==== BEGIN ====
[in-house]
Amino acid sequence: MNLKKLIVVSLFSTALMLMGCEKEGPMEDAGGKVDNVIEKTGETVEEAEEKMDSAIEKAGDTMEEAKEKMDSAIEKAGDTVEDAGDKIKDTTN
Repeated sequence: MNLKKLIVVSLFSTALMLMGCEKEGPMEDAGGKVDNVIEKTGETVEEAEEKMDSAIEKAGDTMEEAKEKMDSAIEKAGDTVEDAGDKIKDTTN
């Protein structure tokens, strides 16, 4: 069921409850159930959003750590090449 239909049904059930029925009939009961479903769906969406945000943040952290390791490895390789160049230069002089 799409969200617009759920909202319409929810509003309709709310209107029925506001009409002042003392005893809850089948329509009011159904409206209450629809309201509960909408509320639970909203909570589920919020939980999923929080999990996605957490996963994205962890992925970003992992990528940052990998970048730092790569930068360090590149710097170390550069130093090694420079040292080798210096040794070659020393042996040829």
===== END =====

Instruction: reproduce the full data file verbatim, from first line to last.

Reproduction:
[in-house]
Amino acid sequence: MNLKKLIVVSLFSTALMLMGCEKEGPMEDAGGKVDNVIEKTGETVEEAEEKMDSAIEKAGDTMEEAKEKMDSAIEKAGDTVEDAGDKIKDTTN
Repeated sequence: MNLKKLIVVSLFSTALMLMGCEKEGPMEDAGGKVDNVIEKTGETVEEAEEKMDSAIEKAGDTMEEAKEKMDSAIEKAGDTVEDAGDKIKDTTN
């Protein structure tokens, strides 16, 4: 069921409850159930959003750590090449 239909049904059930029925009939009961479903769906969406945000943040952290390791490895390789160049230069002089 799409969200617009759920909202319409929810509003309709709310209107029925506001009409002042003392005893809850089948329509009011159904409206209450629809309201509960909408509320639970909203909570589920919020939980999923929080999990996605957490996963994205962890992925970003992992990528940052990998970048730092790569930068360090590149710097170390550069130093090694420079040292080798210096040794070659020393042996040829």